An investigation by the Financial Times has found that the millions of dollars being spent on “carbon credit” projects yield few if any environmental benefits.

In some cases, companies are paying emission reductions do not even take place. In others the clean-up would have been made anyway.

The burgeoning regulated market for carbon credits is expected to more than double in size to about $68.2bn by 2010, with the unregulated voluntary sector rising to $4bn in the same period. However the FT investigation found:

? Widespread instances of people and organisations buying worthless credits that do not yield any reductions in carbon emissions.

? Industrial companies profiting from doing very little – or from gaining carbon credits on the basis of efficiency gains from which they have already benefited substantially.

? Brokers providing services of questionable or no value.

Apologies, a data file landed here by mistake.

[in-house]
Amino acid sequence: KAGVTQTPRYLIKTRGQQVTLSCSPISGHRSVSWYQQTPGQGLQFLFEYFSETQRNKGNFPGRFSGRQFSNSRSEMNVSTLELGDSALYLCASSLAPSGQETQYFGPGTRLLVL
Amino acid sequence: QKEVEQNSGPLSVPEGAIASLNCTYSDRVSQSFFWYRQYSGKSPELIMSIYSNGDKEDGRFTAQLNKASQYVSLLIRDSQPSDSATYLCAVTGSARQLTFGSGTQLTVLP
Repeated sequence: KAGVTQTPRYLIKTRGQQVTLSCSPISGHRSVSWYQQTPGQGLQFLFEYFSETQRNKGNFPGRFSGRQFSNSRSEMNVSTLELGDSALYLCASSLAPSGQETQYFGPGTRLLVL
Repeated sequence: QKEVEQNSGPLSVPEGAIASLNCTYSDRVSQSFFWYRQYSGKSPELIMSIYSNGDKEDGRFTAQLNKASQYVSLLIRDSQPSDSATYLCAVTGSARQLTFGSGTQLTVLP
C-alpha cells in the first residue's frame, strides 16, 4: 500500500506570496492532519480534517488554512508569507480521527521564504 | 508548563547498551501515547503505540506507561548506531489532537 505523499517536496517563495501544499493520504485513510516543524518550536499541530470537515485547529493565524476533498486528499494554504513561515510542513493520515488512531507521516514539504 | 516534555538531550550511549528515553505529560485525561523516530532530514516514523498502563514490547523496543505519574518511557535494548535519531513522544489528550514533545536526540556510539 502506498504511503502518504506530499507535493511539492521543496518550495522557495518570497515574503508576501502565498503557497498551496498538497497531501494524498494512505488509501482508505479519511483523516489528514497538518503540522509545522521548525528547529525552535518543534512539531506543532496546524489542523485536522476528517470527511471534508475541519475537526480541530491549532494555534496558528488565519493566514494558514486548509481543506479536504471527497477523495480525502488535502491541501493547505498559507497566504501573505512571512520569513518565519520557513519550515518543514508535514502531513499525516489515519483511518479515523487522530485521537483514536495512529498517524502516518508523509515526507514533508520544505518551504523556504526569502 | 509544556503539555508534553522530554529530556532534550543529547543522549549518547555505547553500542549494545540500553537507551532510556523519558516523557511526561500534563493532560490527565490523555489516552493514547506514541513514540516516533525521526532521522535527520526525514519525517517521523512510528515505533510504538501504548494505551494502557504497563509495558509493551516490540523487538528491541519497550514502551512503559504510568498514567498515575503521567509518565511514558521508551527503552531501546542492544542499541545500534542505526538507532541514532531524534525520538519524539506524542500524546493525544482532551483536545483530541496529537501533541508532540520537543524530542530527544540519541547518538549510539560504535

? A shortage of verification, making it difficult for buyers to assess the true value of carbon credits.

? Companies and individuals being charged over the odds for the private purchase of European Union carbon permits that have plummeted in value because they do not result in emissions cuts.

Francis Sullivan, environment adviser at HSBC, the UK’s biggest bank that went carbon-neutral in 2005, said he found “serious credibility concerns” in the offsetting market after evaluating it for several months. “The police, the fraud squad and trading standards need to be looking into this. Otherwise people will lose faith in it,” he said.